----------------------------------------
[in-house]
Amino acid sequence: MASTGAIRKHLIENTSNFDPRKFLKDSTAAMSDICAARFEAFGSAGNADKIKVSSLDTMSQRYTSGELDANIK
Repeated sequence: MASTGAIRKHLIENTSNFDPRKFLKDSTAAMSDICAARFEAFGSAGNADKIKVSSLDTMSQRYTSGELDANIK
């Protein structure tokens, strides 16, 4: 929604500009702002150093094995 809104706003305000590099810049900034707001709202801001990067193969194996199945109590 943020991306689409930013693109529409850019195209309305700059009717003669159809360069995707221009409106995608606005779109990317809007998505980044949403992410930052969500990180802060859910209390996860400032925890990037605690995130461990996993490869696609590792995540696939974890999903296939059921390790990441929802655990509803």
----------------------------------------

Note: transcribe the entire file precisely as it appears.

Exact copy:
[in-house]
Amino acid sequence: MASTGAIRKHLIENTSNFDPRKFLKDSTAAMSDICAARFEAFGSAGNADKIKVSSLDTMSQRYTSGELDANIK
Repeated sequence: MASTGAIRKHLIENTSNFDPRKFLKDSTAAMSDICAARFEAFGSAGNADKIKVSSLDTMSQRYTSGELDANIK
């Protein structure tokens, strides 16, 4: 929604500009702002150093094995 809104706003305000590099810049900034707001709202801001990067193969194996199945109590 943020991306689409930013693109529409850019195209309305700059009717003669159809360069995707221009409106995608606005779109990317809007998505980044949403992410930052969500990180802060859910209390996860400032925890990037605690995130461990996993490869696609590792995540696939974890999903296939059921390790990441929802655990509803």